4. The Importance of Good Nutrition

Drinking plenty of water and eating the healthiest possible diet is another fundamental tool in the cancer-fighting toolbox. Although the disease and treatment can be associated with eating and nutrition problems, ensuring your child gets the nutrients they need can help the body be healthier and fight the disease. Use communication to find out when your child is hungriest and make sure that is when they are eating the most. Serve snacks throughout the day to encourage consistent eating and serve a balanced, nutrient-rich diet. Your doctor or a registered dietician can help you develop a personalized nutrition plan that is right for your specific situation and diagnosis.

5. Let Your Kid Be a Kid

No matter how mild or severe your child’s neuroblastoma diagnosis is, do not let it consume their life. Having fun, playing with toys and games, enjoying time with friends and family, and watching their favorite shows and movies are part of what being a kid is all about. Not only can these things help take their mind off their problems, but they can also improve mental health and physical resiliency.

6. Take Time for Yourself

The above tips apply just as much to parents and other caregivers as it does to patients. If you are worn out and burnt out from meeting your child’s needs in addition to your other responsibilities, it can have a negative impact on the long-term care journey. Try to consistently make time for yourself as much as you possibly can. Whether it’s recruiting another family member or a friend to help out, or seeking professional assistance, never feel like you don’t have options for getting the you-time you deserve. It will pay off in the long run.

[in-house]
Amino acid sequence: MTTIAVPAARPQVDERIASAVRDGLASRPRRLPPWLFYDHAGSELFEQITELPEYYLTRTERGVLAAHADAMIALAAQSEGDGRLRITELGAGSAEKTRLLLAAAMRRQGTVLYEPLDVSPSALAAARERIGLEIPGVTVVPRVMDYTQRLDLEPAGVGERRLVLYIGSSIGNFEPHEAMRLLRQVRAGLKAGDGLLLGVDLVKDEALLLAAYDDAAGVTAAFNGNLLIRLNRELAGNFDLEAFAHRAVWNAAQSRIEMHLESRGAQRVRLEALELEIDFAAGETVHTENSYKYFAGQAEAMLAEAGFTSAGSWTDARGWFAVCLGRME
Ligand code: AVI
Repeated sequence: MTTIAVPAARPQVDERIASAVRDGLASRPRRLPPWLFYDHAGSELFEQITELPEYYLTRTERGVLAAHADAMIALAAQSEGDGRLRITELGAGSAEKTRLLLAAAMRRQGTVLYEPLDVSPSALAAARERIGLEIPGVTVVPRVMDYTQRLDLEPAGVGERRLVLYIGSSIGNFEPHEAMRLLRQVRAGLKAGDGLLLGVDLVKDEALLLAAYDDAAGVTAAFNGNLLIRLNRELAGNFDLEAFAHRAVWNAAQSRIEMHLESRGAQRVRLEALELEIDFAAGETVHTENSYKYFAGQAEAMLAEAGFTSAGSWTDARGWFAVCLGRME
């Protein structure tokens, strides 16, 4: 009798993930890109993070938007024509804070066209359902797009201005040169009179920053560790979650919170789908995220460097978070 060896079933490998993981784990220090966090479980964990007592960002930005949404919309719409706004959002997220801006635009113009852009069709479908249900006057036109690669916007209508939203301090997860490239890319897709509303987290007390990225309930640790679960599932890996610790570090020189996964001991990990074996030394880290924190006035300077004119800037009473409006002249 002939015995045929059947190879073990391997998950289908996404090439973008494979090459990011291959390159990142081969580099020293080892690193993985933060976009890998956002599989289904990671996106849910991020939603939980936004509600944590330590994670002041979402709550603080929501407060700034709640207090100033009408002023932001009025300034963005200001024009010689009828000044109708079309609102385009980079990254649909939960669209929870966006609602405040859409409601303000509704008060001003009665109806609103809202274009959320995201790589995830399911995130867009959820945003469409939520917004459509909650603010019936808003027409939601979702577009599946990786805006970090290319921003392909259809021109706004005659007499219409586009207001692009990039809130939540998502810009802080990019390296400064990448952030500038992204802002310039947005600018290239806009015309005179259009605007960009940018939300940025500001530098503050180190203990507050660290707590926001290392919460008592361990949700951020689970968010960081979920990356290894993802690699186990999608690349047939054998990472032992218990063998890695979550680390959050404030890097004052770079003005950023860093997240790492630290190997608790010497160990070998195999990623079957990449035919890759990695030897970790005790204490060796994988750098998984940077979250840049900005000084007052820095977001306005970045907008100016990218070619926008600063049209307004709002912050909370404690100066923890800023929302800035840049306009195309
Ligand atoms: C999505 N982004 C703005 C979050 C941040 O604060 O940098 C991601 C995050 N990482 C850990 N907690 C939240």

7. Don’t be Afraid to Get the Help You Need

When caring for a child with neuroblastoma, getting just a little help can make a huge difference. Many families find that pediatric home health is an essential part of their long-term care plan for a wide range of complex diagnoses, including neuroblastoma. Home health professionals can provide respite care, accompany your child to appointments, assist with nutritional needs, and administer medication as needed. Often, a home health aide or nurse can become an extended part of the family and a key member of the care team.

Contact Sonas for Home Health Care in Florida

It can be hard to balance your time between work, home, and caring for a child. That’s why our team of skilled professionals at Sonas Home Health Care is here to help. We have been enforcing precautionary measures and following the Centers For Disease Control (CDC) guidelines for COVID-19 to ensure the safety and health of our clients and employees.

Our home health care services offer support in the comfort of your home. We refer loving and competent nurses to provide customized care for families — from a few hours a day to around-the-clock supervision. Contact us directly to speak with a home health care professional or request a free in-home assessment. Together we can determine the best plan of action to keep your loved ones happy and healthy.

If you or a loved one are considering Pediatric Home Health Care Services in Florida, contact the caring staff at Sonas Home Health Care. Call today at (888) 592-5855.

Janelle Thomas MSN, RN
Director of Clinical Education at Sonas Home Health Care

Janelle Thomas MSN, RN — Director of Clinical Education for Sonas Home Health Care — reviewed this content for clinical accuracy. Janelle Thomas has been a nurse for 8 years — working primarily in pediatrics. She believes that nothing is more rewarding in home health care than creating a connection with a patient and their families that will last a lifetime.